“When the actor uses his hands to pound the fish we animated it to react accordingly. But it had to look spontaneous and natural despite the outlandish nature of the fish. As the audience sees the skin move and jiggle, these effects have to be consciously applied. The character or creature animators and the effects animators, who add the layers of detail that enhance performance, worked hand in hand. Skin reactions, dripping slime – the success of the creature animators’ actions relied on the compositing and rendering of these effects, and vice versa.”

 
   

On the Streets
An extreme case of animation and effects coordinating with live action was the monocycles chase sequence through the streets of New York. This chase was another combination of live-action, green screen performances and digital sets. The background plates were shot at night, stabilised and matchmoved. Cars, signage and street props were rotoscoped to further improve the integration of the monocycles into the photography.

Accurate digital models of the monocycles as well as the actors were required, shot for shot, plus Boris, his spooky alien friend Griffin and their motorbike. Digital period cars had to be added plus elements of any collisions that would have been a challenge to coordinate in camera.

Consequently, some shots comprised a live action plate, an actor performing on green screen plus digital parts of the monocycles. When Agent J rides over a car, rotoscoped mattes of the cars were first placed into the matchmoved plate. At this point the animators needed to animate the digital Agent J with his monocycle – as realistically as possible given the situation. At certain moments it was better to use a digital car as well for the interaction. The 3D crash effects were composited in.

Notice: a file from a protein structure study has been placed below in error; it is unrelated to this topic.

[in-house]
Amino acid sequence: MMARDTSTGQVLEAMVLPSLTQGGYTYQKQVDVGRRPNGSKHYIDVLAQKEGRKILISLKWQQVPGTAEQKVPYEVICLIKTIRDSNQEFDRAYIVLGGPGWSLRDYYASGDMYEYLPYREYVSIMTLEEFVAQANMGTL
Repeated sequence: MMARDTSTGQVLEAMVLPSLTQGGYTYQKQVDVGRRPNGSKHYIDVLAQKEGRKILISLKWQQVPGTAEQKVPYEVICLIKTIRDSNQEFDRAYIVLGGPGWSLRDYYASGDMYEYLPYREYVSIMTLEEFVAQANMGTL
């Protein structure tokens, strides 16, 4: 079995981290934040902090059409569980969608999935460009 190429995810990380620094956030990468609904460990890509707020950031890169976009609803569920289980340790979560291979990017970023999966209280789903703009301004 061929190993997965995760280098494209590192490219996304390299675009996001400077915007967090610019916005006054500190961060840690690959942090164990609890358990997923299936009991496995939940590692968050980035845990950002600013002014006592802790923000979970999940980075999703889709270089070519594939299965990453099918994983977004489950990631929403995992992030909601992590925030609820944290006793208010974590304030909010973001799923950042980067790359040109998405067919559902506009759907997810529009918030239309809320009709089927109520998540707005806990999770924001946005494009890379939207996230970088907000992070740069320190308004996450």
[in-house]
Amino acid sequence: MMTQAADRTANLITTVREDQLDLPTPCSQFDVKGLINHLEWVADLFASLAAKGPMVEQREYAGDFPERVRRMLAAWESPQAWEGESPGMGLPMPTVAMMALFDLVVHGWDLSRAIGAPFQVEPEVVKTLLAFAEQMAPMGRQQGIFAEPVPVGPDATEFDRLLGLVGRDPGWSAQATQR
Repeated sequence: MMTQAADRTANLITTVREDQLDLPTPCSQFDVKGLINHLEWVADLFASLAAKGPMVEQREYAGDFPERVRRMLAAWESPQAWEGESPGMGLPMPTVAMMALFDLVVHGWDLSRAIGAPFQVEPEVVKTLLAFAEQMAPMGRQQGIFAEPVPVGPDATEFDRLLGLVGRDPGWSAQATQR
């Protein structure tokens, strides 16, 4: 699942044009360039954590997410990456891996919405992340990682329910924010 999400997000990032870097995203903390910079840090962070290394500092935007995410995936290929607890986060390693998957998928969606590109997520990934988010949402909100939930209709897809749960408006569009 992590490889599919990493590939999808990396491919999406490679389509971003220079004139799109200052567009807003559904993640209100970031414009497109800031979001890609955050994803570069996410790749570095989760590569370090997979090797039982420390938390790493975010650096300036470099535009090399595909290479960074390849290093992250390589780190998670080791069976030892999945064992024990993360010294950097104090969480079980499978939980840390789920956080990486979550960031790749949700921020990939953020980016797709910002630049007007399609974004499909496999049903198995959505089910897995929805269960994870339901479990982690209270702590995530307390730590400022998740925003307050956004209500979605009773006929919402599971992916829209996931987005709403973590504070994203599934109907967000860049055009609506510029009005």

The editors continued working on the cut throughout and if necessary, the background plates could be adjusted or changed to suit the cut. If a green screen performance in a shot had to be exaggerated or enhanced, they sometimes selectively replaced the actor with a digital character and keyframed him to blend accurately.

At one point a live action truck and bus crash was staged and captured but later during the cut, the editors wanted some extra camera angles on this event which meant rebuilding the street environment and crash, relying on thorough surveys taken during the shoot. Night time street lighting, water in the shots and building textures were particular challenges. The recreated crash itself used both simulations and keyframe animation to achieve the correct dynamics and interactions, plus FX work like sparks, smoke and flying debris.

Words: Adriene Hurst
Images: Sony Pictures Imageworks